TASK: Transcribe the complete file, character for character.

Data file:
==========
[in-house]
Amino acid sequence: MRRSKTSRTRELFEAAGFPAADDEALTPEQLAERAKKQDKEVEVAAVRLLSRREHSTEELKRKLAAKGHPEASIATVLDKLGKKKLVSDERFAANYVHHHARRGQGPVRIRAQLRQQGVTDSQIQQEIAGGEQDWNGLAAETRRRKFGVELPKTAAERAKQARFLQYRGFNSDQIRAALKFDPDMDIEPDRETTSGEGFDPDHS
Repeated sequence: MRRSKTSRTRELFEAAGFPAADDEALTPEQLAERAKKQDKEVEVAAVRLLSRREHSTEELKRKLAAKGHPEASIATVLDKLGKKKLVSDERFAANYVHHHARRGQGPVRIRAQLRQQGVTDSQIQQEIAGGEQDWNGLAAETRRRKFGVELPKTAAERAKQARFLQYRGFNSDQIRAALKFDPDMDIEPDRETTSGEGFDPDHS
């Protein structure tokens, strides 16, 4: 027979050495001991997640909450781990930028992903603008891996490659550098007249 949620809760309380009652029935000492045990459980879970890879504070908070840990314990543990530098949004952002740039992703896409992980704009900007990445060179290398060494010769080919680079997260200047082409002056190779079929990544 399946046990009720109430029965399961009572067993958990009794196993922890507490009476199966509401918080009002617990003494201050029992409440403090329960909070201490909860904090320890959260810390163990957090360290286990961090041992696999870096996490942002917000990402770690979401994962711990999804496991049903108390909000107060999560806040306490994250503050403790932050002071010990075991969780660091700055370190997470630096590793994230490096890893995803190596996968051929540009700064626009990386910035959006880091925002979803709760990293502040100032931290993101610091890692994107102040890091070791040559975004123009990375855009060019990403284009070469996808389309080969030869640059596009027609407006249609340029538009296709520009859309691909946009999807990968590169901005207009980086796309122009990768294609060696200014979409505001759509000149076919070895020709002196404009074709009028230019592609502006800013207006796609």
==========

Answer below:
[in-house]
Amino acid sequence: MRRSKTSRTRELFEAAGFPAADDEALTPEQLAERAKKQDKEVEVAAVRLLSRREHSTEELKRKLAAKGHPEASIATVLDKLGKKKLVSDERFAANYVHHHARRGQGPVRIRAQLRQQGVTDSQIQQEIAGGEQDWNGLAAETRRRKFGVELPKTAAERAKQARFLQYRGFNSDQIRAALKFDPDMDIEPDRETTSGEGFDPDHS
Repeated sequence: MRRSKTSRTRELFEAAGFPAADDEALTPEQLAERAKKQDKEVEVAAVRLLSRREHSTEELKRKLAAKGHPEASIATVLDKLGKKKLVSDERFAANYVHHHARRGQGPVRIRAQLRQQGVTDSQIQQEIAGGEQDWNGLAAETRRRKFGVELPKTAAERAKQARFLQYRGFNSDQIRAALKFDPDMDIEPDRETTSGEGFDPDHS
């Protein structure tokens, strides 16, 4: 027979050495001991997640909450781990930028992903603008891996490659550098007249 949620809760309380009652029935000492045990459980879970890879504070908070840990314990543990530098949004952002740039992703896409992980704009900007990445060179290398060494010769080919680079997260200047082409002056190779079929990544 399946046990009720109430029965399961009572067993958990009794196993922890507490009476199966509401918080009002617990003494201050029992409440403090329960909070201490909860904090320890959260810390163990957090360290286990961090041992696999870096996490942002917000990402770690979401994962711990999804496991049903108390909000107060999560806040306490994250503050403790932050002071010990075991969780660091700055370190997470630096590793994230490096890893995803190596996968051929540009700064626009990386910035959006880091925002979803709760990293502040100032931290993101610091890692994107102040890091070791040559975004123009990375855009060019990403284009070469996808389309080969030869640059596009027609407006249609340029538009296709520009859309691909946009999807990968590169901005207009980086796309122009990768294609060696200014979409505001759509000149076919070895020709002196404009074709009028230019592609502006800013207006796609």